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Ads target Matheson on health care

U.S. Rep. Jim Matheson, D-Utah, is being buffeted by health-care-reform political winds blowing from the right and the left.

And the storm is only getting worse.

Matheson is being hit by TV, radio and e-mail campaigns telling him to either stand with national Democrats on health-care reform or go with Republicans on the controversial issue. Matheson, a member of the U.S. House's conservative Democratic Blue Dog Coalition, does not yet support any health-care-reform plan.

At least Matheson won't have any organized state GOP opposition on the matter, says Republican Party state chairman Dave Hansen.

Across the nation, some local Republican Party leaders are organizing supporters to attend Democratic incumbents' town hall meetings during the August congressional break to voice opposition to the majority party's health-care reforms.

Hansen says the Utah GOP is staying out for now because "Utahns are pretty ginned up" in opposition to parts of national Democrats' plans.

"They will be going to town hall meetings anyway," he said.

It's also because the state GOP Web site is down, so GOP leaders can't communicate with lots of people.

But here's the kicker: Matheson, Utah's only congressional Democrat, won't be holding any town hall meetings. He gave them up a year or so ago and now only uses high-tech telephone conference call meetings. And he only does those when he's back in Washington, D.C., while Congress is in session.

"We won't be doing any town hall meetings, electronic or otherwise, this August," said Alyson Heyrend, Matheson's Utah spokeswoman.

A number of Democratic members of Congress say that local GOP groups are sending loyalists to their town meetings to demonstrate against health-care reform.

Even if Matheson were doing an electronic meeting — where a system calls tens of thousands of 2nd District homes and cell phones at one time so citizens can participate — Matheson, sitting in an off-site studio, controls who gets to ask questions and can cut someone off if they yell at him.

Hansen said the National Republican Congressional Committee, which has targeted Matheson for defeat next year, has started running radio ads in Utah, telling listeners to call Matheson and tell him not to support any plans from the Democrats or President Barack Obama.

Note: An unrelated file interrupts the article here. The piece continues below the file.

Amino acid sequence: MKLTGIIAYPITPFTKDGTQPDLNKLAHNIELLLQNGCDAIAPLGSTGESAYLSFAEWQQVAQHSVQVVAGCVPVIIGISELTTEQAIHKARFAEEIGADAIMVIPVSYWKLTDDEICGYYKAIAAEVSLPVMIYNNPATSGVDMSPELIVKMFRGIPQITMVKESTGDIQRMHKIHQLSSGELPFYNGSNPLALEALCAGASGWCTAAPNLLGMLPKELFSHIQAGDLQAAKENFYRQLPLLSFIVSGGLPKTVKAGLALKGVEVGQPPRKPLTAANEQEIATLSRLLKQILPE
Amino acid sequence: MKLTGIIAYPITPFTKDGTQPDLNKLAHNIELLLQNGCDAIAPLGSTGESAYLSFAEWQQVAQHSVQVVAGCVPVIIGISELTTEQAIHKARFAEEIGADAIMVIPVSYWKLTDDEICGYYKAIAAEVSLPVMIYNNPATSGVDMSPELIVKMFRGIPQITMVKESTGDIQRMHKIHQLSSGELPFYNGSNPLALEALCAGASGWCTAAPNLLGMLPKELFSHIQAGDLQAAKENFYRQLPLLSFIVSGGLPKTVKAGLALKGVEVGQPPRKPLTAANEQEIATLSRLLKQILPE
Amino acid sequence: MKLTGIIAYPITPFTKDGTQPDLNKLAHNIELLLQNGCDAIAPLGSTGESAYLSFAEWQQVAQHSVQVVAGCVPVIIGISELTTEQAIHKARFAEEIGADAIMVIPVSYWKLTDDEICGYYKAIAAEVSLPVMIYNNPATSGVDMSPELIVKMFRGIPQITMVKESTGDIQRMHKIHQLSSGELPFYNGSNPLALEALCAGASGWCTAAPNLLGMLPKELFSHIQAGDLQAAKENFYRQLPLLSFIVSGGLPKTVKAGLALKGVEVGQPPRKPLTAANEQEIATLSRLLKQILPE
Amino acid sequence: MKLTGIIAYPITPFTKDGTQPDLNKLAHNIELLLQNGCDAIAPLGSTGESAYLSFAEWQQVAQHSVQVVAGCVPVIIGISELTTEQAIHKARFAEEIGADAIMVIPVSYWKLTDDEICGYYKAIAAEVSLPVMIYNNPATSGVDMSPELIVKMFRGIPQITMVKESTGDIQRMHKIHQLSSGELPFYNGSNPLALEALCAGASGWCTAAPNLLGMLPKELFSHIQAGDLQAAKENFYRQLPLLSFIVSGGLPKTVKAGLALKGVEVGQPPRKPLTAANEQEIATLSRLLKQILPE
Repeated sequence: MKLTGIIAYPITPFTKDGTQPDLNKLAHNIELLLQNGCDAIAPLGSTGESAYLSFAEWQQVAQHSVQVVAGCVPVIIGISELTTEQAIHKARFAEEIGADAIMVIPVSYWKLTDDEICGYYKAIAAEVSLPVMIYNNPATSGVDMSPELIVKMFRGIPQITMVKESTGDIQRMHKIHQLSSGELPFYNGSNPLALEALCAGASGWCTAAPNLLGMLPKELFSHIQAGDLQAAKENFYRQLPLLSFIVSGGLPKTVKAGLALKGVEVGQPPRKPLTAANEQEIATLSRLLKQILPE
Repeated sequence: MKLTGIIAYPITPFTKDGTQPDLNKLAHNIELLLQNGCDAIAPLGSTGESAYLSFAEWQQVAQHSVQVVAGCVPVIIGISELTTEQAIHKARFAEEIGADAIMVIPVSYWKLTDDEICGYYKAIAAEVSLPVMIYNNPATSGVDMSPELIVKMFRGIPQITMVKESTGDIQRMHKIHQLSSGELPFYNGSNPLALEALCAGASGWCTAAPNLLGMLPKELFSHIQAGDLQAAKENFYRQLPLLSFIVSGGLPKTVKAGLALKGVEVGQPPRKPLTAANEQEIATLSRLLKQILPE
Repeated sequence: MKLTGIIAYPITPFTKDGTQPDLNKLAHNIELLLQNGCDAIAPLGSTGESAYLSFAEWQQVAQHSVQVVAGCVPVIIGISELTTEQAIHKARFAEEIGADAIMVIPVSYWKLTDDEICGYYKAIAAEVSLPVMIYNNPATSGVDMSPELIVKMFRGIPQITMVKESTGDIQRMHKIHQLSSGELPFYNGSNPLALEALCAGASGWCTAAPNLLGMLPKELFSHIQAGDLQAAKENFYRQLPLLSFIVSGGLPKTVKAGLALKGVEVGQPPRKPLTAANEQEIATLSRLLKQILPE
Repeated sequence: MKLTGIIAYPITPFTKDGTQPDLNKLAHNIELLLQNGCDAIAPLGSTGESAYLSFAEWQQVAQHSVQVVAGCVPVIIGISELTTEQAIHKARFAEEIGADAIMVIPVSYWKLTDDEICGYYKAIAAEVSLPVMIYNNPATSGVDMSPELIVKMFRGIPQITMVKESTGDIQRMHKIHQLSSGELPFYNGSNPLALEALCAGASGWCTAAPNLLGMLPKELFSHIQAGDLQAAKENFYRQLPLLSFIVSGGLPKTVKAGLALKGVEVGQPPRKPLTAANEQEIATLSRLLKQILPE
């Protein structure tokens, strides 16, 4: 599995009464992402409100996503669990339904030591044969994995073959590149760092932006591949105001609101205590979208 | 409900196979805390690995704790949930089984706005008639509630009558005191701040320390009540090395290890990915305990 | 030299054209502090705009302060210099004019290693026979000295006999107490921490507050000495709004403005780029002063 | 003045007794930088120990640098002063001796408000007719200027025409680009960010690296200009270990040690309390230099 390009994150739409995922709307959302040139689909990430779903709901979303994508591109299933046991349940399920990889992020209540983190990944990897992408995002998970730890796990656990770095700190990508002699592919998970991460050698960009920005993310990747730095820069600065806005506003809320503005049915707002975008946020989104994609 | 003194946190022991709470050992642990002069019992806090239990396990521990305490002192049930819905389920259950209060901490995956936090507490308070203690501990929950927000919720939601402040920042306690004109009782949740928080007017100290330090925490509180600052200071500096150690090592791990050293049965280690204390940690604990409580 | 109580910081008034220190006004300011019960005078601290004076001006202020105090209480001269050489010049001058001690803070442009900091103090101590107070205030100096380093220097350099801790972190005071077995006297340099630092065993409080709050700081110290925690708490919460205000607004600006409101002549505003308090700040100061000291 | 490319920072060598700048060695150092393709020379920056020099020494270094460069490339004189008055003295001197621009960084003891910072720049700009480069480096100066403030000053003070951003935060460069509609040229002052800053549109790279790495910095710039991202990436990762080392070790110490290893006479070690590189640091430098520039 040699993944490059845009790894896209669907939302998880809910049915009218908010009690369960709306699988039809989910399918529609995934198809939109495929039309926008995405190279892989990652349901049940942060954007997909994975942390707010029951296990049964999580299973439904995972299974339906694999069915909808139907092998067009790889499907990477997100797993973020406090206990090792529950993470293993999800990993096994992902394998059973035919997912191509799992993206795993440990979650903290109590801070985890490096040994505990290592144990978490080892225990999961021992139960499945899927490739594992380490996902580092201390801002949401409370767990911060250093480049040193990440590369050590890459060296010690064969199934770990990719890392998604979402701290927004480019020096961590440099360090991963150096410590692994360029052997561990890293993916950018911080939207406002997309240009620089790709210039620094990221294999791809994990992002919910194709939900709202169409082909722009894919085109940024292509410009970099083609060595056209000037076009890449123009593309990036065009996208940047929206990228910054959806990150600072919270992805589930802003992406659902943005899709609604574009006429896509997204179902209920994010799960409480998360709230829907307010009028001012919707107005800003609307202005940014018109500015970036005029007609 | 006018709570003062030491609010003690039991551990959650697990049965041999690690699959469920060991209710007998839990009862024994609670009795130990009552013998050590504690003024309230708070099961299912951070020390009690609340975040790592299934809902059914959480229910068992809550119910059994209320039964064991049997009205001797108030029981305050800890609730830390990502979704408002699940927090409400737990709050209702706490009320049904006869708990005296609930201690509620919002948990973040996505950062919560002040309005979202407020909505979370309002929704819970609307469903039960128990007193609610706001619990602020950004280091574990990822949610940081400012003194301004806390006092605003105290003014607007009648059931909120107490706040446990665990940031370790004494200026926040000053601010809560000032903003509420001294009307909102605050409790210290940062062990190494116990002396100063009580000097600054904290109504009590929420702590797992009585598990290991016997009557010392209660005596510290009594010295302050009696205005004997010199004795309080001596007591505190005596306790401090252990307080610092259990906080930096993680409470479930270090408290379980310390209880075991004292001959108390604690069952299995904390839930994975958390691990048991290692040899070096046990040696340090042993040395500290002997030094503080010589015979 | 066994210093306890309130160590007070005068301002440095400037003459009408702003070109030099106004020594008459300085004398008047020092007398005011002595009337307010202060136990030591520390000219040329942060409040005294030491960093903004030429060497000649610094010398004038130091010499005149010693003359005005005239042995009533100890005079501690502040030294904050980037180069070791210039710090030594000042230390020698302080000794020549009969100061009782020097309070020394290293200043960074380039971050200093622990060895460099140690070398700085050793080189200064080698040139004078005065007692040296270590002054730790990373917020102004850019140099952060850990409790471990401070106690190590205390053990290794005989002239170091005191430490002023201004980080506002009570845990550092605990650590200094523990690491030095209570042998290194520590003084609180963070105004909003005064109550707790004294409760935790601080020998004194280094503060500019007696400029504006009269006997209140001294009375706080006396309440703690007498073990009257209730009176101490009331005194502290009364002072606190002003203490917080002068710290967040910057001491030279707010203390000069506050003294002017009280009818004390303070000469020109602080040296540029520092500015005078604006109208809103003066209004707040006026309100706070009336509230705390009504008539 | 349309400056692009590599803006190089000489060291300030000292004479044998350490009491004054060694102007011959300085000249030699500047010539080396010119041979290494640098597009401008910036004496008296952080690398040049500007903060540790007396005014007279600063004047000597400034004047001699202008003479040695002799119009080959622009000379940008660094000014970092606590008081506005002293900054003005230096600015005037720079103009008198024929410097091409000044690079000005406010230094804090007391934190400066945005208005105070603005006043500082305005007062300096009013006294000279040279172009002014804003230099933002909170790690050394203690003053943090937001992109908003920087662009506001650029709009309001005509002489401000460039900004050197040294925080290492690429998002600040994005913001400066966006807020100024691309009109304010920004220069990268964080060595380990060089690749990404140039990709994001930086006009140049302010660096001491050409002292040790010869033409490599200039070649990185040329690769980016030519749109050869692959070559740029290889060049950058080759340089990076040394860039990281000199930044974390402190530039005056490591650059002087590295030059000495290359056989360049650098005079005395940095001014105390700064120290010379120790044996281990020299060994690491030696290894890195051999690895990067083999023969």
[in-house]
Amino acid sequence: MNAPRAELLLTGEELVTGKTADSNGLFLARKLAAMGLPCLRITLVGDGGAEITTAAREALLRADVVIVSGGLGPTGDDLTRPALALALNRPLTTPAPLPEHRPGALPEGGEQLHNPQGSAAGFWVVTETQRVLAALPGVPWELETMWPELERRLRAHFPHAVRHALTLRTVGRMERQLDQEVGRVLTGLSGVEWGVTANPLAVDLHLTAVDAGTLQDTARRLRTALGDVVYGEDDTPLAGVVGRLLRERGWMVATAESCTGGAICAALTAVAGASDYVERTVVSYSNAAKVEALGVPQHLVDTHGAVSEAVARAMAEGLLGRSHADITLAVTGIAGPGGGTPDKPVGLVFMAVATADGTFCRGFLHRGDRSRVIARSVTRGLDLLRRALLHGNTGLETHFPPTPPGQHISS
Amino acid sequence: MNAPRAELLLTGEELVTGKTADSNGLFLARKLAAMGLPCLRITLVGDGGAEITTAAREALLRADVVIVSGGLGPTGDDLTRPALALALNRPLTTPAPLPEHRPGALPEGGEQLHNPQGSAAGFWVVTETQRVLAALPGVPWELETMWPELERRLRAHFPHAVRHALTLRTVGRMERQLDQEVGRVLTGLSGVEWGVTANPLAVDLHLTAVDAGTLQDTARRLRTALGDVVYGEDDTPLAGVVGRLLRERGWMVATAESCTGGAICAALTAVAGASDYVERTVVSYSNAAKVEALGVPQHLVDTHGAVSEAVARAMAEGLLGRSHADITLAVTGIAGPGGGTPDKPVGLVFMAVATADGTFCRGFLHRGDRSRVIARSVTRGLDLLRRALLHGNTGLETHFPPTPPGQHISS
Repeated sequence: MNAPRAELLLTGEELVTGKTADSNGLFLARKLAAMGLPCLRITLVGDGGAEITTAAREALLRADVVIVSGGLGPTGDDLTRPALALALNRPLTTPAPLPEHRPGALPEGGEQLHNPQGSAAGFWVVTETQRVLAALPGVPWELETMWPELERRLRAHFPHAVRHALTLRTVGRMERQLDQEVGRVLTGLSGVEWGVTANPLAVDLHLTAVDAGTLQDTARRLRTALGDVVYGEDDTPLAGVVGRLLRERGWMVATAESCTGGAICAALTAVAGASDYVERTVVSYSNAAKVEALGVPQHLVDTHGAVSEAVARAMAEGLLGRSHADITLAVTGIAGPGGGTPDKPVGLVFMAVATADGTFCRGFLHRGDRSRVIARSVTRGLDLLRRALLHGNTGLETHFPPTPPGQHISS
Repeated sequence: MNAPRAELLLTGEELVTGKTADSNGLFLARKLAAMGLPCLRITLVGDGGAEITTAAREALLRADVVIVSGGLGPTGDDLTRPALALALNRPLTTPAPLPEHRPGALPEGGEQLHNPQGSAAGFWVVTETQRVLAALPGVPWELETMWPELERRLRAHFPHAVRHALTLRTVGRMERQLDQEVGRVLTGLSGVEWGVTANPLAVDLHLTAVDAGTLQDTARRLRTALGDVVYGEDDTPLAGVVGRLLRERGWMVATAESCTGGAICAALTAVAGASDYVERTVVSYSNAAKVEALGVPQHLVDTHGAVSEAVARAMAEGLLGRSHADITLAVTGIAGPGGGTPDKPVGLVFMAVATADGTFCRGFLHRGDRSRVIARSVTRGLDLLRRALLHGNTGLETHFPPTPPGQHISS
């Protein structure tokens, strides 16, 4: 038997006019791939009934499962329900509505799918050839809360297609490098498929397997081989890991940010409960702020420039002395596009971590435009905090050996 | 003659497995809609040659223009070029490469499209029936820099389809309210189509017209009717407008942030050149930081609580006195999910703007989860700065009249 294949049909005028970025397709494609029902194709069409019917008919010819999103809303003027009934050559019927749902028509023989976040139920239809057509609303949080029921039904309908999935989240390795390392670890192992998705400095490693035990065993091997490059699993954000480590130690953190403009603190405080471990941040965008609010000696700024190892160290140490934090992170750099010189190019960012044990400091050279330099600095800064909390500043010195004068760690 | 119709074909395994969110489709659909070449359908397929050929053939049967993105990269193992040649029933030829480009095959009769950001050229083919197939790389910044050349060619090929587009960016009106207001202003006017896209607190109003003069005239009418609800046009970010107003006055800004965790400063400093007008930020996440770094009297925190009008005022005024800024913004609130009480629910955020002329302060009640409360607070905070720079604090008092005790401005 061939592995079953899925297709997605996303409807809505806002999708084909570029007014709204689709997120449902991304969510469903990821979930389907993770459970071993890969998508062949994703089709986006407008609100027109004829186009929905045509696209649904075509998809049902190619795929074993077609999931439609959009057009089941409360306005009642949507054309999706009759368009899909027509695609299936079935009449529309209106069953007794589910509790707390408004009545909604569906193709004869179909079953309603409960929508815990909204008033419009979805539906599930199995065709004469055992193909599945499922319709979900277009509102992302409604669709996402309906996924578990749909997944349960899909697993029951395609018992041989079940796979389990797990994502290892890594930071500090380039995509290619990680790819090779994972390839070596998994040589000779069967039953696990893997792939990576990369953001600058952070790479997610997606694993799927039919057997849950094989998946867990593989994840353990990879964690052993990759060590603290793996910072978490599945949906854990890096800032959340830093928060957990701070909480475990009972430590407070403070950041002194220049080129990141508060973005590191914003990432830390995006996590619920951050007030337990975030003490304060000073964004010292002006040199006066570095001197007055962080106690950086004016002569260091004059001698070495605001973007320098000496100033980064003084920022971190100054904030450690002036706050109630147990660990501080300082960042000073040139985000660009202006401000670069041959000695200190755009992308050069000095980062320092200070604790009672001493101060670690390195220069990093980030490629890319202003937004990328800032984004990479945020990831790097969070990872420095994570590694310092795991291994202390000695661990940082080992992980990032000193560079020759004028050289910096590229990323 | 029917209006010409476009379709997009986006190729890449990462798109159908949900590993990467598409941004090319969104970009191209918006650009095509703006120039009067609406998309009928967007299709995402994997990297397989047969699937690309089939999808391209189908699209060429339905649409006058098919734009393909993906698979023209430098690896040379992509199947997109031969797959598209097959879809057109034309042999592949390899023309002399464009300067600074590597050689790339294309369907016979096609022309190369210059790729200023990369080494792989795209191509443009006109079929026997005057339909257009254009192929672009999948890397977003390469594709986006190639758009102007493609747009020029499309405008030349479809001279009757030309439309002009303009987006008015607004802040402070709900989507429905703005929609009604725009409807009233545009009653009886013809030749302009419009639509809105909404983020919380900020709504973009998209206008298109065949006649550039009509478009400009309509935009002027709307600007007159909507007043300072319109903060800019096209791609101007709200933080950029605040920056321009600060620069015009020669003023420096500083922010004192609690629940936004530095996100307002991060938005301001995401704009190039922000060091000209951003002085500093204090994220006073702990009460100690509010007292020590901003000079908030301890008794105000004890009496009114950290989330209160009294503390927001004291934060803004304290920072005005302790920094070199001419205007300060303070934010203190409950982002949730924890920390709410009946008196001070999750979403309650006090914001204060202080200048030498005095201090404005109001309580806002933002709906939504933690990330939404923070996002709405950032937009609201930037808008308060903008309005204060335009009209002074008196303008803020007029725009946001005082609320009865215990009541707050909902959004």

"It is a light (advertising) buy on a few local stations," said Hansen, who heard the first ad Tuesday morning.

The Utah GOP has nothing to do with the ads, though Hansen said he was consulted by the NRCC and made aware that the ads were coming during the August congressional break.

The liberal group has started running some pro-Obama health-care ads in Utah as well, representing the opposing view.

Heyrend said one national group, Conservatives For Patients' Rights, is running a cable TV ad against Matheson.

Another national group, Tea Party Patriots, has started e-mail campaigns against Democrats nationally, including giving out dates, locations and times of town hall meetings along with talking points, she said. A third group, FreedomWorks, is e-mailing out talking points and scripts to challenge Democratic congressmen and Obama at their public meetings, said Heyrend.

Hansen said the state GOP allows any Republican officeholder access to its large e-mail list. The party also allows GOP incumbents to send out mass e-mailings through that list. However, at this time, there are no plans to use that system to ask Republicans to oppose Matheson on health-care reform — although the topic likely will be part of the Republicans' 2010 2nd District campaign to unseat Matheson.